‘In this war, in Xinjiang, in Shanghai, in Beijing, in Chengdu, the rulers have chosen an enemy that can never be imprisoned—the soul of man.’
The court is now poised to settle one of the most pressing issues in American education and issue perhaps the most important education-related ruling since Brown v. Board of Education.
People of faith will always be sidelined. That is part of the promise, but we can look to one another to figure out how to engage a secular world.
On Thursday, the Supreme Court ruled that a nearly 100-year-old war memorial cross on public land does not violate the First Amendment.
It’s very concerning that so many U.S. lawmakers and elected officials are now ignorant, or maybe just dismissive, of the constitutional rights of those they govern.
The battle of Bogren was about more than a judicial nominee for a district court in Michigan. It was a fight over whether Republicans will accept the mainstreaming of anti-religious bigotry.
Because he’s my cousin, I know that Bogren is respectful of persons of all faiths and a Catholic himself. From conversations over the years, I know he is a solid choice for the district court nomination, certainly no bigot.
The Supreme Court can’t stop the corrosion of liberalism, but it can help stop state-sponsored attacks on Christians.
The fusion of populism and conservatism as a workable and ideological political movement is emerging in the actions of two newly elected senators: Rick Scott and Josh Hawley.
The LGBT media is turning to sensationalist reporting and headline hysteria on an HHS rule change that protects the consciences of medical professionals.
Do Joe Biden and Bernie Sanders still believe in the religious freedom they both voted for in 1993?
A New York Times op-ed suggests allowing any religious liberty claims opens the door to spurious claims of religious liberty. This is utterly foolish.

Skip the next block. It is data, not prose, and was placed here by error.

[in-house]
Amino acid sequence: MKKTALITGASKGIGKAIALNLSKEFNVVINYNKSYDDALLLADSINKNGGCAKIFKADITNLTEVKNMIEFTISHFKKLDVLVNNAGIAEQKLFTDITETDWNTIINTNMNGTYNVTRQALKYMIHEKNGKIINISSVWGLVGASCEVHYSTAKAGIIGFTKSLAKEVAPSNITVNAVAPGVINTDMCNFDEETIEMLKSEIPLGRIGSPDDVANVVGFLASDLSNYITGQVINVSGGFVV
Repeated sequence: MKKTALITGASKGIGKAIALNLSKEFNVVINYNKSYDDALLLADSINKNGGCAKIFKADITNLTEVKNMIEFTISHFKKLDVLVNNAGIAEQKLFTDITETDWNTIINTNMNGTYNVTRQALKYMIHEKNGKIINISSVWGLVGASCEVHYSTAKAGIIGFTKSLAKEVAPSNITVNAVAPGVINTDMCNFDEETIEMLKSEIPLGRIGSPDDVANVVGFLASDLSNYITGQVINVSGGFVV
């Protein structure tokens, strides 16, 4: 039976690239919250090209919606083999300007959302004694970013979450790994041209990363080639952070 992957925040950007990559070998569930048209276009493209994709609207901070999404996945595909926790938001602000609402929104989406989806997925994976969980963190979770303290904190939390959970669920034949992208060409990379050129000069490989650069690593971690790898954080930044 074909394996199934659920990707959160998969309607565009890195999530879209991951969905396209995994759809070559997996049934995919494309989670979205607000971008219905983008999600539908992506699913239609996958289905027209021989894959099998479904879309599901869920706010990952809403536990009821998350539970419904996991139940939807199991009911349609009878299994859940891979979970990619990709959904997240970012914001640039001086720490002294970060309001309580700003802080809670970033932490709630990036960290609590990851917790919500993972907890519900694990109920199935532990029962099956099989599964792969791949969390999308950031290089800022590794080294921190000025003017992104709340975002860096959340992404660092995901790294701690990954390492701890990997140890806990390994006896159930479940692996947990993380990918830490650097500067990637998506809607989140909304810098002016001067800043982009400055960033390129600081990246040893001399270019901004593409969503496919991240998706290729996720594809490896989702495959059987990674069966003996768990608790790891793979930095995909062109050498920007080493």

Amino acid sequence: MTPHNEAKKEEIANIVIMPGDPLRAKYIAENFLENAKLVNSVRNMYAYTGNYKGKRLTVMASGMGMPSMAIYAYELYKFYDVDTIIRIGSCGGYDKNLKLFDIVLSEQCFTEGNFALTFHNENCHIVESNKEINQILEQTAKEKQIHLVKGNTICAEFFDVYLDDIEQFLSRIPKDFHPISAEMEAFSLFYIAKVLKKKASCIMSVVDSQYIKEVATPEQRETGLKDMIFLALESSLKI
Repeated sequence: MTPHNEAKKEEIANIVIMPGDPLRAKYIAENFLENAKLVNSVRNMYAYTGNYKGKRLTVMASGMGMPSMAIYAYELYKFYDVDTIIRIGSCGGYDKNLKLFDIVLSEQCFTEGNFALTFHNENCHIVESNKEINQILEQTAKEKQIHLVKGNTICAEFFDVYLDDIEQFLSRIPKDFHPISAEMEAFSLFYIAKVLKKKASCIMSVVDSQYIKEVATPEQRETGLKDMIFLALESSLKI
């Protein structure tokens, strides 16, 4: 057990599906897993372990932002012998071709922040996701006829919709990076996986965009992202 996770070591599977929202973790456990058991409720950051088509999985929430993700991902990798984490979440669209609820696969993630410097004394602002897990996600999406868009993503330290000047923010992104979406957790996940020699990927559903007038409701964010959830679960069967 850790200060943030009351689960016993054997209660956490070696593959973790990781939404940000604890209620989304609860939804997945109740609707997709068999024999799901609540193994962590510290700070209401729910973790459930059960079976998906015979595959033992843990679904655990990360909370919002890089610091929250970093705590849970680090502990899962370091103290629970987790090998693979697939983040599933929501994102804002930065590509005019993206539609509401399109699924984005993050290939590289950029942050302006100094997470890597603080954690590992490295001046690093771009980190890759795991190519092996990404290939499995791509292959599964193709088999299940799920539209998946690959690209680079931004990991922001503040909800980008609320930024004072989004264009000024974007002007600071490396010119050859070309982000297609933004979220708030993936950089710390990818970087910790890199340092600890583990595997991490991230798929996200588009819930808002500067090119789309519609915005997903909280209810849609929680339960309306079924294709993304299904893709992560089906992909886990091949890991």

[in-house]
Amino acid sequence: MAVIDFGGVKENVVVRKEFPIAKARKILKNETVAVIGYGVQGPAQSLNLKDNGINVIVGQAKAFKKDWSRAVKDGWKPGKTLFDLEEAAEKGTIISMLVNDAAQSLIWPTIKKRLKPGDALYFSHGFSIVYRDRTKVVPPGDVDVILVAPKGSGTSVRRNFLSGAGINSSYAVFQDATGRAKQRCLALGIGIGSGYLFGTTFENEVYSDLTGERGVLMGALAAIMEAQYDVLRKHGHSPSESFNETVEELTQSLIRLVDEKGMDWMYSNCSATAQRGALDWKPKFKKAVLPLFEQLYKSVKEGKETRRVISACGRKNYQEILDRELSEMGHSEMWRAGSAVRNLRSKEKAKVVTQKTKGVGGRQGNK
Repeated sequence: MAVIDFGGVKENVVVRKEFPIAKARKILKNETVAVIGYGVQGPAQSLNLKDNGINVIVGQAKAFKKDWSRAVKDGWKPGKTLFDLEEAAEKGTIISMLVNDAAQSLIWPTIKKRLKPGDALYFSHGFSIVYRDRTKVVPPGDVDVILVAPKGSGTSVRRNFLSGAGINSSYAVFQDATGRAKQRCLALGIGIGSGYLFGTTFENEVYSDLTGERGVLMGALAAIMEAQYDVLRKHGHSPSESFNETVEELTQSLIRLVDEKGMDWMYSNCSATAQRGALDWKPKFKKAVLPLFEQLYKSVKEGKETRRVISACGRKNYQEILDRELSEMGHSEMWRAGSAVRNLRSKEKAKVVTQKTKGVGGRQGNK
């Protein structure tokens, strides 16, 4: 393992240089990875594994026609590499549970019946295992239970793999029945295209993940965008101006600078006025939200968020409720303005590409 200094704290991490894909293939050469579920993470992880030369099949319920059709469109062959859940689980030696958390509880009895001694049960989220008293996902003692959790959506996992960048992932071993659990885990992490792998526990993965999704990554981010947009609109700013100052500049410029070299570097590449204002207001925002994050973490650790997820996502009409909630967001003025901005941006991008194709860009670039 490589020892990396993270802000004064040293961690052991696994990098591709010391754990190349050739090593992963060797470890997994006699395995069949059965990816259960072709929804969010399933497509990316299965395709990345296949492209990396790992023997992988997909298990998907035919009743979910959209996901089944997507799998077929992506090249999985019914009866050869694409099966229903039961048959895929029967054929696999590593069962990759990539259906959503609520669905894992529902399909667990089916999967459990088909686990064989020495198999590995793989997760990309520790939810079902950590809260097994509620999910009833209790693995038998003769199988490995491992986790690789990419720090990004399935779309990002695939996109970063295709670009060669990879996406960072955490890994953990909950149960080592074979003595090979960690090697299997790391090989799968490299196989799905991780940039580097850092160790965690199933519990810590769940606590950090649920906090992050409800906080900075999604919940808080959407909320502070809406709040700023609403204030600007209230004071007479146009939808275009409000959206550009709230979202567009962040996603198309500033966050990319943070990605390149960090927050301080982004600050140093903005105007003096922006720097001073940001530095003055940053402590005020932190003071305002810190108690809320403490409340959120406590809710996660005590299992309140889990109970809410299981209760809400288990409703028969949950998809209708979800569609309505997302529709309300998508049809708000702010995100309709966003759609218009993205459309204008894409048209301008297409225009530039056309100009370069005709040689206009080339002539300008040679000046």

A new rule from HHS would allow doctors, nurses, and hospitals to opt out of medical services such as abortion that conflict with their religious beliefs.
Pew Research lists Christians as the most harassed faith in the world, with significant levels of persecution in 144 countries, according to 2016 data.
Despite the universal appeal of the name and its noble promises, the act poses a major risk to those who value religious freedom, state independence, and women’s rights.
Yale has found a roundabout way to blacklist legal and nonprofit organizations that don’t adhere to Yale’s understanding of gender identity.
I’m grateful that gay conservatives are fighting the religious bigotry being imposed on people of faith this era of ‘tolerance.’ However, gay marriage presents a more significant threat to another vulnerable group.
In a victory for religious liberty, the Seventh Circuit rules religious ministers can continue to benefit from a tax provision that’s been present for decades.
Religious tests are unacceptable––we should never let people of faith be automatically disqualified from public service due to their closely held beliefs.
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